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Amazon needs newspaper and magazine publishers to embrace the Kindle standard if the device’s economics are ever to work well for Amazon. Growing scepticism among publishers suggests that this will be difficult.
We made calls to various newspaper and magazine publishers and found that many are not convinced the Kindle will dominate the e-reader market. Specifically:
- Some local newspaper publishers see more potential in smartphones than e-readers like the Kindle.
- Magazine publishers want to create device-neutral content that can be read across a number of devices, from mobile phones to netbooks.
- Apple is in talks with publishers about under-cutting Kindle pricing for its forthcoming tablet.
We continue to think analysts are far too optimistic about the Kindle’s potential contribution to Amazon’s future earnings. Right now, the device is a big money loser, and our recent calls with newspaper, magazine, and book publishers do not suggest that this will change.
APPLE IN TALKS WITH PUBLISHERS TO UNDERCUT KINDLE PRICING
Apple is holding ongoing discussions with the larger, national newspaper and magazine companies and offering better terms than the Kindle (we couldn’t find specifics) for inclusion in its much anticipated tablet device.
True to Apple’s incredibly secretive ways, even publishers who had discussions with the company did not have any idea what Apple’s launch plans were for the tablet. That info is so tightly held within Apple that one publishing exec called speculation by publishers about when the tablet would launch and how it would look and work “fantasy chatter.”
If the tablet launches, most publishers are expected to participate in some form though many are concerned with the potential expensive pricetag.
MANY PUBLISHERS EXPECT NOTEBOOKS TO BE THE WINNING DEVICE, NOT THE KINDLE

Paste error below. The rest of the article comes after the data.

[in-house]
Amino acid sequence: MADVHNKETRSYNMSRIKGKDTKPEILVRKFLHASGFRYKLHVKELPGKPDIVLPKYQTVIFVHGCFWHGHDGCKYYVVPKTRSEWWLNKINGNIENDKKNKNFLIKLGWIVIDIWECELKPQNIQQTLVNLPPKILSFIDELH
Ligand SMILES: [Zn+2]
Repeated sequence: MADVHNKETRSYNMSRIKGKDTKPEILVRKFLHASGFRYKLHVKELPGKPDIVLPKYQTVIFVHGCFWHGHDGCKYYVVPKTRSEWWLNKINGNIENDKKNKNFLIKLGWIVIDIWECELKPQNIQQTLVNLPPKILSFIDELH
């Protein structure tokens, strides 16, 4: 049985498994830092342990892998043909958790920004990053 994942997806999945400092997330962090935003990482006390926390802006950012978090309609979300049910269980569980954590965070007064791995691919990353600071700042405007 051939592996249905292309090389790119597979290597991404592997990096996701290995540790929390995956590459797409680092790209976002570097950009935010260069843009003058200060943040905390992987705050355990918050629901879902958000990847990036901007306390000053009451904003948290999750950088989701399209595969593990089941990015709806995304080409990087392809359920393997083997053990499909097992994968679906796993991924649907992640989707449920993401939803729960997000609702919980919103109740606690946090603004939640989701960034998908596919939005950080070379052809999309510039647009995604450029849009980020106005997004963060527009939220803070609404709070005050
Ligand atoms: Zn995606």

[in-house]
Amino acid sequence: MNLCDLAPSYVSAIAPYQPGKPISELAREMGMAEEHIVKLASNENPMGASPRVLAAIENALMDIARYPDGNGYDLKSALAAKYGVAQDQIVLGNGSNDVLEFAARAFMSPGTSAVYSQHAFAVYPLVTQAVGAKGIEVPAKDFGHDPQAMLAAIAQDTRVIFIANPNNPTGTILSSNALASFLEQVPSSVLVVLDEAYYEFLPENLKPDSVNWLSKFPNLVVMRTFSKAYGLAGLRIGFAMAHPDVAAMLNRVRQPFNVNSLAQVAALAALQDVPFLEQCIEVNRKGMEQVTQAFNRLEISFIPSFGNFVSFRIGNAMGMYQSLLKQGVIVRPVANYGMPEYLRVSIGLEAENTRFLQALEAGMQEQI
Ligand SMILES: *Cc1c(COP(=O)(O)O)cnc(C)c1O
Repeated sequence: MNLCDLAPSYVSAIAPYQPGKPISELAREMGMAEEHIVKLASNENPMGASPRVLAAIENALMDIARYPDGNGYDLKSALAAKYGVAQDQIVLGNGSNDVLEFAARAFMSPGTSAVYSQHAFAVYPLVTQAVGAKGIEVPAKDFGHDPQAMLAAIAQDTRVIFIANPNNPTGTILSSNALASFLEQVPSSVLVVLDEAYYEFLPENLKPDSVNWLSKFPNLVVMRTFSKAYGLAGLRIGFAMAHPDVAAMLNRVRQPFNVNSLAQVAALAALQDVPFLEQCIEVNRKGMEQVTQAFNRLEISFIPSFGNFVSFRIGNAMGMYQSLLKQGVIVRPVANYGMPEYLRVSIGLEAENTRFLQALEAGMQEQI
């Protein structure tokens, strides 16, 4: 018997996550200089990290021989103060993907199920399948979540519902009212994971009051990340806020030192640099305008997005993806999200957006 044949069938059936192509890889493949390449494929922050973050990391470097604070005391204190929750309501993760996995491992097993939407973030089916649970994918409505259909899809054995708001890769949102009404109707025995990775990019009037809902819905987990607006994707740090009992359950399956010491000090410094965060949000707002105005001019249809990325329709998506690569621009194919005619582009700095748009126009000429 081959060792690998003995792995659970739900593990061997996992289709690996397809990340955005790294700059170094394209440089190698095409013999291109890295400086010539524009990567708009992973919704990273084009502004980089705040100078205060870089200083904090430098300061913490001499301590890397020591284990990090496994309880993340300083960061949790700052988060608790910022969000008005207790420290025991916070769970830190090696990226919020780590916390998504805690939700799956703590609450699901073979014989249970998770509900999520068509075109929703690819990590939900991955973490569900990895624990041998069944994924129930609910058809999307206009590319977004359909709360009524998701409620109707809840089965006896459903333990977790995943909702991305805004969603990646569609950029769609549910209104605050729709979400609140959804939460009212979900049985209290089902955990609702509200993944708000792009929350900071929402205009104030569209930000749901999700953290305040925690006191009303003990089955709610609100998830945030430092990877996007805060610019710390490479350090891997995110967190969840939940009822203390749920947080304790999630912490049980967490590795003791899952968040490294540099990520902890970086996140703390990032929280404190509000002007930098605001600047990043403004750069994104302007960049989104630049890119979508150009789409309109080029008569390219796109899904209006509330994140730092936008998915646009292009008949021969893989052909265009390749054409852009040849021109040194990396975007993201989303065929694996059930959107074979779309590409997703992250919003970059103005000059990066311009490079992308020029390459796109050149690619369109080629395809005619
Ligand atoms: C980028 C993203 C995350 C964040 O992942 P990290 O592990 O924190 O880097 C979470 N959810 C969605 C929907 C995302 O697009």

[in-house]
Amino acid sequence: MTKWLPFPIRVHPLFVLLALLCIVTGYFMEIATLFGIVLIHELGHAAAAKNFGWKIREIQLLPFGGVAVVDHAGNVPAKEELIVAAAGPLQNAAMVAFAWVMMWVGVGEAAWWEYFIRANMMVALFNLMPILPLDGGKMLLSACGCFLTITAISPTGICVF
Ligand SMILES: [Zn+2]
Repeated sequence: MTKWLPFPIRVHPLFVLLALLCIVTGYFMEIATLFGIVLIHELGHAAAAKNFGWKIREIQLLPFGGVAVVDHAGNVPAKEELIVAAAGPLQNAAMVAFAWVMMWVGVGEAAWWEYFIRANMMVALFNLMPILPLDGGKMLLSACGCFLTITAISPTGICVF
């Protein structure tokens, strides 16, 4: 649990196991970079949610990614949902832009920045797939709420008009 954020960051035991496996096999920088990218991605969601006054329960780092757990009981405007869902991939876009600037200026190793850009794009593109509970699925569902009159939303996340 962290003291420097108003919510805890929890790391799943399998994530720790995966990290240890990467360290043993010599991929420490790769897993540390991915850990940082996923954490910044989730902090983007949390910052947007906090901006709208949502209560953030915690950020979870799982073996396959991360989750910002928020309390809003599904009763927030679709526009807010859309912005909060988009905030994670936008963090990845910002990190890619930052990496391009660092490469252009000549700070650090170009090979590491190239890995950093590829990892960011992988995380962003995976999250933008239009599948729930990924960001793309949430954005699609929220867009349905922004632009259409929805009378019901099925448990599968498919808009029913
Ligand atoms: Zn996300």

Newspaper/Magazine companies nearly all agree that prices for e-readers will come down since consumers will not be willing to pay the high prices.
Many pointed to netbooks as the most likely to emerge as the best-positioned platform for digital magazines and newspapers since those companies can build such a device at an affordable price to consumers at scale and know that business well.
PUBLISHERS WANT BETTER REVENUE SPLITS SO THEY ARE BUILDING CONTENT FOR MULTIPLE DEVICES
Publishers are desperate to avoid the iTunes slavery that has befallen the music industry, so they are now pursuing a strategy of building content for multiple devices to be sold through digital storefronts. These publications can be read on any device without encyrption software.
One industry executive we spoke with said the splits from those platforms (publicly not disclosed to-date) are closer to the iTunes model – with the publishers getting 70% of subscription revenue and the platforms keeping the rest. This is the reverse of the Kindle split, which is 70% in favour of Amazon.
BANDWIDTH COSTS REMAIN A BIG HURDLE TO FULL WIRELESS DELIVERY
An important point that many miss is that currently it is very expensive to deliver all the data necessary to publish digital versions of newspapers and magazines that replicate the graphic and colour detail of print publications.
Almost everyone we spoke with said that the costs to deliver rich newspapers and magazines wirelessly to e-readers are too prohibitive currently to make this a realistic endeavour for publishers or consumers in the immediate future. For now, therefore, wires are needed.
Industry executives are currently speaking with the major wireless carriers and say the carriers recognise the issue and are working aggressively to make wireless delivery more feasible. Specifics were scant but we will be following up on this in more detail.
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